Africa’s third longest river is the winding Niger River. The river is almost 4,200 kilometres long and is West Africa’s main river. Its peculiar boomerang shape has confused many for centuries, as its source is just 240 kilometres from the Atlantic Ocean.

 

However, the Niger River flows away from the ocean into the Sahara Desert of Mali before turning south-east near Timbuktu. It then flows through Niger along the border of Benin until it finally reaches Nigeria. Its main tributary is the Benue River, which itself is an amazing 1,400 kilometres long.

 

A peculiar feature of the river is the Niger Inland Delta which forms where the river abruptly becomes less steep. This makes an area of connected streams, marshes, and lakes which covers the same amount of land as Belgium. The yearly floods make the delta ideal for fishing and farming.

 

The Niger River drains an area approximately 2.1 million square kilometres.

 

4.

The Breede River

Breede River, African Rivers

Photo from Wikipedia

 

The Breede River, also known as Breë River, flows through the Western Cape, travelling inland north from Cape Town in a west to east direction. The western mountains surrounding the Breede River formed the first continental divide. The European settlers experienced this in the 18th century. It merged the Titus River and Dwars River, which became the Breë River.

 

The Breede River is the longest navigable river in the Western Cape. It provides important irrigation for the fruit and wine farms that are located in the Breede River Valley. It flows past some significant agricultural towns like Worcester and Swellendam.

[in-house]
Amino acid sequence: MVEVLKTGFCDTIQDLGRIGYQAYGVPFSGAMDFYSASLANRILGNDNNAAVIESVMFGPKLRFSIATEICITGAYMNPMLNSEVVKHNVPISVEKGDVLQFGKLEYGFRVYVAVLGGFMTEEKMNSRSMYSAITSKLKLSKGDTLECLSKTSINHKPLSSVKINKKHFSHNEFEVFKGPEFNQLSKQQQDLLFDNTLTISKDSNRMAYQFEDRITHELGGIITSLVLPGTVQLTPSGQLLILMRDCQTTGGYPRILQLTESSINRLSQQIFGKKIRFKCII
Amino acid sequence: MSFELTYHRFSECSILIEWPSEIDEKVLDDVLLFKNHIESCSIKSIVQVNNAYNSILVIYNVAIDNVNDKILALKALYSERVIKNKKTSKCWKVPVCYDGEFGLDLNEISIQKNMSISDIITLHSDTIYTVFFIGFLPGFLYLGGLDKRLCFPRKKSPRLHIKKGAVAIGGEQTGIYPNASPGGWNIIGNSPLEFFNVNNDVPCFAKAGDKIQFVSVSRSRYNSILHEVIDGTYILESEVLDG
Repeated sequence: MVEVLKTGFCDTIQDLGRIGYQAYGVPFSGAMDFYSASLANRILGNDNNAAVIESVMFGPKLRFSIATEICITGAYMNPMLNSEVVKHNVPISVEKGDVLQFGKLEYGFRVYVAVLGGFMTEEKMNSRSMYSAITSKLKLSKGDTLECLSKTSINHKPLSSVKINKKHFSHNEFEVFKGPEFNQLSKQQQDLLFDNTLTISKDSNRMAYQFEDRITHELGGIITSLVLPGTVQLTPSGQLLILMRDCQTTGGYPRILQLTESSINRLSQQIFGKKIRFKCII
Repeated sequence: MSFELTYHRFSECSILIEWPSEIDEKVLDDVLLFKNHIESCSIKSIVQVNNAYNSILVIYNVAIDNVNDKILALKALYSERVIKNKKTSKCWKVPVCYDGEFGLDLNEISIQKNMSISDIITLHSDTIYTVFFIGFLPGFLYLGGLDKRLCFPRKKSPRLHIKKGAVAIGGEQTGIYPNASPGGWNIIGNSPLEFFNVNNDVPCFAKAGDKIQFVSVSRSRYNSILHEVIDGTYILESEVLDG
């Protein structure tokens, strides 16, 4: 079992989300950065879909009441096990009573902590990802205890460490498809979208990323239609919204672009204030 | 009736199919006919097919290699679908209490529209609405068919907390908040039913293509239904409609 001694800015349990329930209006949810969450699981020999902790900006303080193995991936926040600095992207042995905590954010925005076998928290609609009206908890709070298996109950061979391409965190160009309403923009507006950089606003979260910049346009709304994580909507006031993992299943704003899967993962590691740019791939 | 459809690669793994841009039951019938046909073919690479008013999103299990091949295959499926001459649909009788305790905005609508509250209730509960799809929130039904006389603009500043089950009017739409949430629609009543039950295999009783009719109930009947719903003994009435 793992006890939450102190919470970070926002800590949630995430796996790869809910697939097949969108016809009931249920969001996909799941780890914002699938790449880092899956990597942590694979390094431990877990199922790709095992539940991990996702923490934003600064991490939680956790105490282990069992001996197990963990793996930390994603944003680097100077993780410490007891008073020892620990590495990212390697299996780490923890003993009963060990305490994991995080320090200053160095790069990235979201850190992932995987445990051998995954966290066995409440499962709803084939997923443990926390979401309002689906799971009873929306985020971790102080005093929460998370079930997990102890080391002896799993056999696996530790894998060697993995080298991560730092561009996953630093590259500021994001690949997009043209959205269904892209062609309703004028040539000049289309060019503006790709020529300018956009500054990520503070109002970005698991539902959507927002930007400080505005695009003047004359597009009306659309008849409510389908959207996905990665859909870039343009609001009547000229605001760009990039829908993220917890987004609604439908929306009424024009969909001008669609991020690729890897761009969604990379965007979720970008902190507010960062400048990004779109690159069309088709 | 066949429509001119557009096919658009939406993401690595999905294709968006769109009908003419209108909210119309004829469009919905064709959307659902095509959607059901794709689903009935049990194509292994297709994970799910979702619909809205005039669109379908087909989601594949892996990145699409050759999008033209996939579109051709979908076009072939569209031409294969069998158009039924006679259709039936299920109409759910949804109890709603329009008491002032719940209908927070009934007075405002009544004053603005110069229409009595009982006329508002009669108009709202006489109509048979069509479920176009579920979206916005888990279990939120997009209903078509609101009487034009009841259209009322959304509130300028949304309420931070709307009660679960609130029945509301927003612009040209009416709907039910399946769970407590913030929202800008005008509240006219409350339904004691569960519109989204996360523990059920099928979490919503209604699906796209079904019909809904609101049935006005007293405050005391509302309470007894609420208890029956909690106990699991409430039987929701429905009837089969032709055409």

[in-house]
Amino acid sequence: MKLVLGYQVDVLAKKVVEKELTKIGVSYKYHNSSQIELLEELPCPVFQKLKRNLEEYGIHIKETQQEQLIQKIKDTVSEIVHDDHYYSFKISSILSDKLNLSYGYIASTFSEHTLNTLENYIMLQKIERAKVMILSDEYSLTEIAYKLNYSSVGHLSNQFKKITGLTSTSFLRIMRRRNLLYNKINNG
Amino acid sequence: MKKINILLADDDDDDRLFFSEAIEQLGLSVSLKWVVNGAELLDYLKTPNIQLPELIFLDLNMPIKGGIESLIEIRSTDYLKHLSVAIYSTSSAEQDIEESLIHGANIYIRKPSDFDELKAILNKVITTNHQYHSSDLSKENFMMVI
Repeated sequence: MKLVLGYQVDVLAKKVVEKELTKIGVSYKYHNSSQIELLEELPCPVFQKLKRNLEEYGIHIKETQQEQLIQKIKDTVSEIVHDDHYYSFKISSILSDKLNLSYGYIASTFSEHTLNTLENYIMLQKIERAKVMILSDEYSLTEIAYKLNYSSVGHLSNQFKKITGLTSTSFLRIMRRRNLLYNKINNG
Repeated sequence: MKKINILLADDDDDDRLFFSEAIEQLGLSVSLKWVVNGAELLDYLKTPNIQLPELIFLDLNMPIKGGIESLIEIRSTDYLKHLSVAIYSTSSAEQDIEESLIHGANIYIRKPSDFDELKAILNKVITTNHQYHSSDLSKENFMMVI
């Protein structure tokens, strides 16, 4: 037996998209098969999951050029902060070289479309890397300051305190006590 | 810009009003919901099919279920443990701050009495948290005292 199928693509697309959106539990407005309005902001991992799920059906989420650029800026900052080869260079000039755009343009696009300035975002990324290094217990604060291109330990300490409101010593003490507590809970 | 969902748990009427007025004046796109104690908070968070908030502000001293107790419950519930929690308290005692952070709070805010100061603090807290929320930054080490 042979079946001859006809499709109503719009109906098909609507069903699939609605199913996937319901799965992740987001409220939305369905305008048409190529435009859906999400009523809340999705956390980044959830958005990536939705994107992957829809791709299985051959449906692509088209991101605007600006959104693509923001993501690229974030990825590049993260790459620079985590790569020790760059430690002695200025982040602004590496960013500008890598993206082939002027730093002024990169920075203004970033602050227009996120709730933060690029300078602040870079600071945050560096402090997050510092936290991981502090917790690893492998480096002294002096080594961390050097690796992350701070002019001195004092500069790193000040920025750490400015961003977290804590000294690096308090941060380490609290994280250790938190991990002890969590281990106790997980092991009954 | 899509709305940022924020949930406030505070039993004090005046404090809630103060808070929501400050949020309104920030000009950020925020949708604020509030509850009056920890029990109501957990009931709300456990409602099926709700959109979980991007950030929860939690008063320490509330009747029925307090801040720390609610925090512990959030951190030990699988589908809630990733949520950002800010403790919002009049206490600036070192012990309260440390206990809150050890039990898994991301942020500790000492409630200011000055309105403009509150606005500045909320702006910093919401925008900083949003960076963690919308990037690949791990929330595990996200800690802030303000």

Many dams are located on the Breede River. This includes the Theewaterskloof Dam and the Greater Brandvlei Dam. The Brandvlei Dam was completed in 1936 and fully extended by 1987. It provides water to many irrigation schemes throughout the agricultural sector of the region.

 

5.

The Zambezi River

Zambezi River, African Rivers

Photo from Savanna Bel website

 

Flowing over 2,700 kilometres, the Zambezi River is the fourth-longest river in Africa. But it’s the longest east-flowing river into the Indian Ocean. Its catchment basin is 1.4 million square kilometres. This is more than half the size of the Nile’s.

 

The source of the Zambezi River is about 1,500 meters above sea level. It is very close to the border where Zambia, Angola, and the Congo meet. From its source, it flows through Zambia, Angola, Namibia, and Botswana. Eventually, it flows back into Zambia before Zimbabwe, then discharging at its delta in Mozambique.

 

The best-known feature on the Zambezi River is the Victoria Falls, the biggest curtain of water in the world. It boasts the Zambezi Transfrontier Conservation Area, which covers more than 400,000 square kilometres. This makes it one of the largest conservation areas in the world.